The Nature and Basis of Human Dignity

Ratio Juris, Vol. 21, Issue 2, pp. 173-193, June 2008

21 Pages Posted: 15 May 2008

See all articles by Patrick Lee

Patrick Lee

Franciscan University of Steubenville

Robert George

Princeton University


We argue that all human beings have a special type of dignity which is the basis for (1) the obligation all of us have not to kill them, (2) the obligation to take their well-being into account when we act, and (3) even the obligation to treat them as we would have them treat us, and indeed, that all human beings are equal in fundamental dignity. We give reasons to oppose the position that only some human beings, because of their possession of certain characteristics in addition to their humanity (for example, an immediately exercisable capacity for self-consciousness, or for rational deliberation), have full moral worth. What distinguishes human beings from other animals, what makes human beings persons rather than things, is their rational nature, and human beings are rational creatures by virtue of possessing natural capacities for conceptual thought, deliberation, and free choice, that is, the natural capacity to shape their own lives.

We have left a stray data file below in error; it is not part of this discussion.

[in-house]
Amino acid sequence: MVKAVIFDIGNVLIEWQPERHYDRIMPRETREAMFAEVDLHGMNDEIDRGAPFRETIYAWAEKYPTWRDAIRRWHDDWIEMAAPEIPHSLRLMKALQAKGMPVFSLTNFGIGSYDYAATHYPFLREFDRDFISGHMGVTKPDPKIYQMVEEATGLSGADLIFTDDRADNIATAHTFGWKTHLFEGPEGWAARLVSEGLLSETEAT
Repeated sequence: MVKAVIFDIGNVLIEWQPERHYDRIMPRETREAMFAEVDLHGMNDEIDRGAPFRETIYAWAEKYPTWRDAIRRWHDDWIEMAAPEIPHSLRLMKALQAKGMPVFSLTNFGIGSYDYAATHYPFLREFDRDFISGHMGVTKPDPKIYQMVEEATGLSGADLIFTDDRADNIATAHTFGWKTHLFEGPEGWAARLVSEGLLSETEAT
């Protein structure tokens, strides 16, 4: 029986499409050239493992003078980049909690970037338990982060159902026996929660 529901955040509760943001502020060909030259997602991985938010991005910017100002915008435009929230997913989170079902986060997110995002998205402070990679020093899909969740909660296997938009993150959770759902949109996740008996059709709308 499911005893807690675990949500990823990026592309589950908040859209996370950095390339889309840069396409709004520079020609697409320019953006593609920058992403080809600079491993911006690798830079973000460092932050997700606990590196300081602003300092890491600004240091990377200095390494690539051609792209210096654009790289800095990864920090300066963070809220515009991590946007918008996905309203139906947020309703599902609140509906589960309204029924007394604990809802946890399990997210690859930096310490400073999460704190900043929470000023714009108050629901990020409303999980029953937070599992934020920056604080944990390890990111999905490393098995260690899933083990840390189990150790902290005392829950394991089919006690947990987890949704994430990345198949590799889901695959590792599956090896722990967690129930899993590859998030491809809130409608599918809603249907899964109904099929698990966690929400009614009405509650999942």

Suggested Citation

Lee, Patrick and George, Robert, The Nature and Basis of Human Dignity. Ratio Juris, Vol. 21, Issue 2, pp. 173-193, June 2008, Available at SSRN: or

Patrick Lee (Contact Author)

Franciscan University of Steubenville ( email )

Steubenville, OH 43952
United States

Robert George

Princeton University ( email )

Fisher Hall
Princeton, NJ 08540
United States

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